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The Times
  • Editorial: 'Evolving' views on same-sex marriage

  • Many Americans can relate to President Barack Obama’s oft-cited  “evolution” on the topic of same-sex marriage. Those over a certain age can remember when the idea of gay marriage seemed so strange as to be nearly incomprehensible.

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  • Many Americans can relate to President Barack Obama’s oft-cited  “evolution” on the topic of same-sex marriage. Those over a certain age can remember when the idea of gay marriage seemed so strange as to be nearly incomprehensible.
    But our views have evolved. As courts ruled, legislators debated and voters weighed in, attitudes toward marriage equality moved from “never thought of that before” to “let them have everything but the word ‘marriage’” to “why not?”
    While the noisiest talk about same-sex marriage has been in the politcal world, the real attitude shifts have come in quiet conversations between friends and family. When the couple getting married is among our friends or relatives, polls and legal arguments give way to love and respect for the commitments made by people we care about.
    Evolution in individual attitudes is good; a sign we are still growing in our understanding. In politicians, it’s more problematic. One politician’s evolution is another’s flip-flop. On these grounds, Obama can be criticized. He endorsed same-sex marriage as a candidate for state senate in 1996, then switched to backing civil unions when he ran for higher office.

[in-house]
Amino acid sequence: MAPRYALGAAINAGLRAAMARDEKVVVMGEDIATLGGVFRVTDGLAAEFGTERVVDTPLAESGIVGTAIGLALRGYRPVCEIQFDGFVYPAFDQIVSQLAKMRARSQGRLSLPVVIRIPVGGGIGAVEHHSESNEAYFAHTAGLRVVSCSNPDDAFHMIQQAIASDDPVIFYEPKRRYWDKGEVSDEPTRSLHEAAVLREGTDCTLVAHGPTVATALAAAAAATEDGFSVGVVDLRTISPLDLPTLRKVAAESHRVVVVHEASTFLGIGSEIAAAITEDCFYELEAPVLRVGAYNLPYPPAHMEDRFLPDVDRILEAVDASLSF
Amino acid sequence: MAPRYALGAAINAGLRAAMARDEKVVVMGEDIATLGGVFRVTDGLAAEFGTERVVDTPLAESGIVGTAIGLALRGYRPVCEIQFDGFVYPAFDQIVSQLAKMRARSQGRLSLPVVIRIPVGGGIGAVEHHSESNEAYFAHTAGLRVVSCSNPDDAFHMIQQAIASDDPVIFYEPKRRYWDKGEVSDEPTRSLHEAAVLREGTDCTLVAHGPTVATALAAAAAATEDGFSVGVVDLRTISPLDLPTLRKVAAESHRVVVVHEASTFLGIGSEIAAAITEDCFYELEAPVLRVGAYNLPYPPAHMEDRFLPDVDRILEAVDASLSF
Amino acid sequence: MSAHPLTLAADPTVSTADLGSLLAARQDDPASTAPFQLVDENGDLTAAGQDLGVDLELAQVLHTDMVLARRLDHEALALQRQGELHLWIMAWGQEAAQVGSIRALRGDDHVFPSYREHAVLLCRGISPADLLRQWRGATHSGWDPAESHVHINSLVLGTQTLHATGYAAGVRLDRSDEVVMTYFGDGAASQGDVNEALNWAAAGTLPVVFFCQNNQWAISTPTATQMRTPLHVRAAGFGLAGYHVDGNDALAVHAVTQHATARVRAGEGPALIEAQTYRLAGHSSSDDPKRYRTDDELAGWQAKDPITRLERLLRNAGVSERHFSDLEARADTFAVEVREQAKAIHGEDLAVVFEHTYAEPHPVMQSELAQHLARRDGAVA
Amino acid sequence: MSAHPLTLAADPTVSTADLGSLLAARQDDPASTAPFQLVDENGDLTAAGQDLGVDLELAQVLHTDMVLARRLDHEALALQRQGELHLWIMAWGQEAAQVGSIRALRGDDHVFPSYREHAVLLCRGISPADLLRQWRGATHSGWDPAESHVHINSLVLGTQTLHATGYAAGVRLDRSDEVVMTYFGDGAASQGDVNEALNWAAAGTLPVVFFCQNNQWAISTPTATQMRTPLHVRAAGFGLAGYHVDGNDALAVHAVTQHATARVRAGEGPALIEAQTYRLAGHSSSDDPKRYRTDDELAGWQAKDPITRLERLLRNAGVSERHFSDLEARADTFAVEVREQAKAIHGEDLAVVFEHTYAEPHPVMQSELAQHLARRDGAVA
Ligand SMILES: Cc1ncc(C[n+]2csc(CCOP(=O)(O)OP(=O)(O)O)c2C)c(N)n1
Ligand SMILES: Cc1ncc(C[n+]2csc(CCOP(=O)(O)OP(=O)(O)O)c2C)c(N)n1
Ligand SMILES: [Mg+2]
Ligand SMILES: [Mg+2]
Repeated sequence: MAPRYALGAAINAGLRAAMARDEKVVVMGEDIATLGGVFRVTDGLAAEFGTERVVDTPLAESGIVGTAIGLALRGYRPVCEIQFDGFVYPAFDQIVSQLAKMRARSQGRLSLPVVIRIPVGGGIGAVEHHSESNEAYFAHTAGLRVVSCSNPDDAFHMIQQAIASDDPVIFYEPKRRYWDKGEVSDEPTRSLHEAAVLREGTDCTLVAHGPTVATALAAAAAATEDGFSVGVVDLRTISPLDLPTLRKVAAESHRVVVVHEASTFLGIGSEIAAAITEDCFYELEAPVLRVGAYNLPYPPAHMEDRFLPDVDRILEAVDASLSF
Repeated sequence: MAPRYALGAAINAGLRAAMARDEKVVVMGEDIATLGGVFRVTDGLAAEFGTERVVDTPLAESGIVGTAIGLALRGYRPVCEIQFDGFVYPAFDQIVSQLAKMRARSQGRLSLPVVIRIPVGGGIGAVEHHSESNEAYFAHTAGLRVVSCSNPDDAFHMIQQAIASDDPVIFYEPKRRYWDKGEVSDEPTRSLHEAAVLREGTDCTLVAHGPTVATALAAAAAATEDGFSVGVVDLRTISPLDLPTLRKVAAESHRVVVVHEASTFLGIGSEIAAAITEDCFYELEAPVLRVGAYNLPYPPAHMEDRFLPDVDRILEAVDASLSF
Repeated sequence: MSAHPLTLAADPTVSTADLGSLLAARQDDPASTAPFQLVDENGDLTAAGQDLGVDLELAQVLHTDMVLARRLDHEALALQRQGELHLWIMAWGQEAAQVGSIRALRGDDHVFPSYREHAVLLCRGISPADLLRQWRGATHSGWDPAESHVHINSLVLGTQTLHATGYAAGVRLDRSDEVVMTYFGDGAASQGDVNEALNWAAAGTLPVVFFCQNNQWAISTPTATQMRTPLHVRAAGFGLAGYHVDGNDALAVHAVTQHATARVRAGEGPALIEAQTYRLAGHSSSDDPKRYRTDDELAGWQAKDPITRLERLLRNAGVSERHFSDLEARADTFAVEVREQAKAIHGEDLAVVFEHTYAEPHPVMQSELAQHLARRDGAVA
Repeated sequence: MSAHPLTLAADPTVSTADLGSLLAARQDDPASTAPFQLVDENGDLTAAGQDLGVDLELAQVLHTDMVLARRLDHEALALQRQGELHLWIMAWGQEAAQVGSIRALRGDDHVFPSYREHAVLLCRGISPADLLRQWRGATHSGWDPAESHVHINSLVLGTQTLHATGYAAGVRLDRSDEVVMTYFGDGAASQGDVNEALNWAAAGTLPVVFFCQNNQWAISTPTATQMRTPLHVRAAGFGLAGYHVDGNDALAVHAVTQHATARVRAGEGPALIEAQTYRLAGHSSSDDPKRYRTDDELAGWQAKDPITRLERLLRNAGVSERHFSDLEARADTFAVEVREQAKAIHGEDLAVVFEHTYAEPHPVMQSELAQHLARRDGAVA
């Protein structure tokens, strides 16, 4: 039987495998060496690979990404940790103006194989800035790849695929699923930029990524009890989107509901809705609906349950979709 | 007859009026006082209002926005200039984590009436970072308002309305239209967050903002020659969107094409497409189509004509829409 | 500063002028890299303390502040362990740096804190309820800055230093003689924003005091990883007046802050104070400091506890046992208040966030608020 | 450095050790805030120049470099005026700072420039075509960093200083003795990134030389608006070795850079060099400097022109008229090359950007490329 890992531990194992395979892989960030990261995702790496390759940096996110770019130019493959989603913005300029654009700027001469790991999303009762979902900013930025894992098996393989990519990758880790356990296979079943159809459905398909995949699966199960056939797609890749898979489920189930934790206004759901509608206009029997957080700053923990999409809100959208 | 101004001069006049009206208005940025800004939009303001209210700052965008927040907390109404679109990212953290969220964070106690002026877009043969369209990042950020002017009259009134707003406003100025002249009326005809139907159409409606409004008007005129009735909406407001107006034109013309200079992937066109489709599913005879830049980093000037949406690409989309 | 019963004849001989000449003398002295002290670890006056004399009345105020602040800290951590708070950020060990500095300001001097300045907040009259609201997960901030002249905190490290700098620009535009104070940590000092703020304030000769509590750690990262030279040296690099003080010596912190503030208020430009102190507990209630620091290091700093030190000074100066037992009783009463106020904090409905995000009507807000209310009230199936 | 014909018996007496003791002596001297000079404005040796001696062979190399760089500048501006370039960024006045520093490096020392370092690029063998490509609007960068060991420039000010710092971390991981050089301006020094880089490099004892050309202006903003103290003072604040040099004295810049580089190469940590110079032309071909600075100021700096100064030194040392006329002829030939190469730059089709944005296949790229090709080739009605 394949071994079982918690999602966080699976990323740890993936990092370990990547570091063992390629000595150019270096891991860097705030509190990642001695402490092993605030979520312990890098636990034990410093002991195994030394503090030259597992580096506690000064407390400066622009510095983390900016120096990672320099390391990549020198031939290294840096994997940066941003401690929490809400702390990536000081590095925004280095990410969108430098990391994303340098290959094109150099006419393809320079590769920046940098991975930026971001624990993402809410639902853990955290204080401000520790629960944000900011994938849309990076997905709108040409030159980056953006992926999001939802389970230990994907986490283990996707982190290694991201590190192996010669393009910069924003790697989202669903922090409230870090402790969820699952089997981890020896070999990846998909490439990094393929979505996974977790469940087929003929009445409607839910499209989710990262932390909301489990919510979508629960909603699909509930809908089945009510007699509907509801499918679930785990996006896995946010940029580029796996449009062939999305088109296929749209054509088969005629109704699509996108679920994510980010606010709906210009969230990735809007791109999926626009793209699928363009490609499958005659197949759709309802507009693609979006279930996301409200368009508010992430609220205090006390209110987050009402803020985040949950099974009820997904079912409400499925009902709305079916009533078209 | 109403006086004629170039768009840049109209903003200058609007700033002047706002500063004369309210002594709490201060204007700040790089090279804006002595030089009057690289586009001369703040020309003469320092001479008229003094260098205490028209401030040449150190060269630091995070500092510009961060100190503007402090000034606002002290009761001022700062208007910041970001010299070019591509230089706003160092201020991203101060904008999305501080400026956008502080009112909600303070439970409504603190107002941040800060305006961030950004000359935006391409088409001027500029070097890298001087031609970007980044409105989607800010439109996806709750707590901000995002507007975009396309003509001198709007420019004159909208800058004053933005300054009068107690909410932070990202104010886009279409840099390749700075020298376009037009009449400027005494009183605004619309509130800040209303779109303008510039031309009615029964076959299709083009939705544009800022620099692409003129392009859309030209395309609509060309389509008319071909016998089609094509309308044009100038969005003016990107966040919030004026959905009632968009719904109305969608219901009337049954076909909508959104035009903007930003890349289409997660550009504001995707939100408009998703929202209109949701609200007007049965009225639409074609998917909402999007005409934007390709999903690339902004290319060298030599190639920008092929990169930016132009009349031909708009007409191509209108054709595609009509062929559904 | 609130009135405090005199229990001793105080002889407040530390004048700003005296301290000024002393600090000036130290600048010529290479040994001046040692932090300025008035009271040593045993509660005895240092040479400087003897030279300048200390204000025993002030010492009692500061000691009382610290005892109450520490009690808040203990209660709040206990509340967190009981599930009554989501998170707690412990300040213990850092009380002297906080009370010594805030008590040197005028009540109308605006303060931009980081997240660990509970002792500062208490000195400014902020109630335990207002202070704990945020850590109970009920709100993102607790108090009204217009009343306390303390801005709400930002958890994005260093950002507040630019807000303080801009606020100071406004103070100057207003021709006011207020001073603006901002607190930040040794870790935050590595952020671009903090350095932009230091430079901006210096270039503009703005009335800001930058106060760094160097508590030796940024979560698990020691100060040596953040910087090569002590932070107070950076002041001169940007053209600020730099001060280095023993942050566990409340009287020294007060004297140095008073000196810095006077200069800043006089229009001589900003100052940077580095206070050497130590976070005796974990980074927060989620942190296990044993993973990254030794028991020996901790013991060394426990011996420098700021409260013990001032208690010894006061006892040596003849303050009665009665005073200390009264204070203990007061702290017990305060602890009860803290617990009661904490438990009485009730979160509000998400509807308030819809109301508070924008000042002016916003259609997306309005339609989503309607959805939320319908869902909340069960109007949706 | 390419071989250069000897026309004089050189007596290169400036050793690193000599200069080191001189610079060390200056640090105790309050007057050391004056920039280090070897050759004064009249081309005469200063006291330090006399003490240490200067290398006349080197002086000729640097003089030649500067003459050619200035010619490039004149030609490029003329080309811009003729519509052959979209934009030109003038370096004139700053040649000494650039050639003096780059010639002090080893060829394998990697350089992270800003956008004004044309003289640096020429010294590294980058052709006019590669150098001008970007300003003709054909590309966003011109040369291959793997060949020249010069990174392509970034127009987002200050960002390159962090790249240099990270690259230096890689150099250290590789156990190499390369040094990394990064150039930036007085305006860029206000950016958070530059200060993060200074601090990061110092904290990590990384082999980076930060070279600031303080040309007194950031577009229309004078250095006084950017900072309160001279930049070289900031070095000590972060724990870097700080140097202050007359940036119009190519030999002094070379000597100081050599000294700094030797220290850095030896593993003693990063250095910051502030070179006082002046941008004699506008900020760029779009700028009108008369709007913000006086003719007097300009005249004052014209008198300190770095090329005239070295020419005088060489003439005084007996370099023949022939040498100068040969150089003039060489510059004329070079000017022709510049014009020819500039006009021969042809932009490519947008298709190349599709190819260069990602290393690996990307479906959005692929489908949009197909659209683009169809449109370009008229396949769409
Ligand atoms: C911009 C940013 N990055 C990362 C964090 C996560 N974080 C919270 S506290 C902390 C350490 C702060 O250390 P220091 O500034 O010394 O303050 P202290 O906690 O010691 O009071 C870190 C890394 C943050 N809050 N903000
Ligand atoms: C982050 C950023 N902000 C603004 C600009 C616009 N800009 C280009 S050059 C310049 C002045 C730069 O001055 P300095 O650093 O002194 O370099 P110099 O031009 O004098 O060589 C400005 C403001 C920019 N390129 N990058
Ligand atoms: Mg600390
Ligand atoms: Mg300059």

But Obama has consistently said his position on marriage rights was “evolving,” so there’s no surprise where he ended up. The timing of the decision is subject to debate. He might have waited until after the election to change positions, but a fight was brewing over including marriage rights in the Democratic Party platform.
    And while Obama has done more to advance gay rights than any president before him –– repealing the Pentagon’s “don’t ask, don’t tell” policy and refusing to defend the Defense Of Marriage Act –– there were many in his liberal base demanding he do more.
    On same-sex marriage, the partisan divides don’t always hold sway. Former vice-president Dick Cheney endorsed marriage equality years ago. Polls show the divide is more generational than ideological, with young people strongly in favor.
    There are some people who don’t believe in evolution, particularly in the social conservative wing of the Republican Party. The GOP’s likely presidential nominee is among them.
    “My view is that marriage is a relationship between a man and a woman,” Mitt Romney said in response to Obama’s statement. “That’s the position I’ve had for some time, and I don’t intend to make any adjustments at this point ... Or ever, by the way.”
    How this will play out politically is anyone’s guess. Consider North Carolina, a swing state Obama won in 2008, where the Democrats will hold their convention. By a wide margin, voters there approved a ban on same-sex marriage just this week.
    On this issue, as on many others, the differences between the candidates couldn’t be more stark. We’ll find out in November how much of America has “evolved.”

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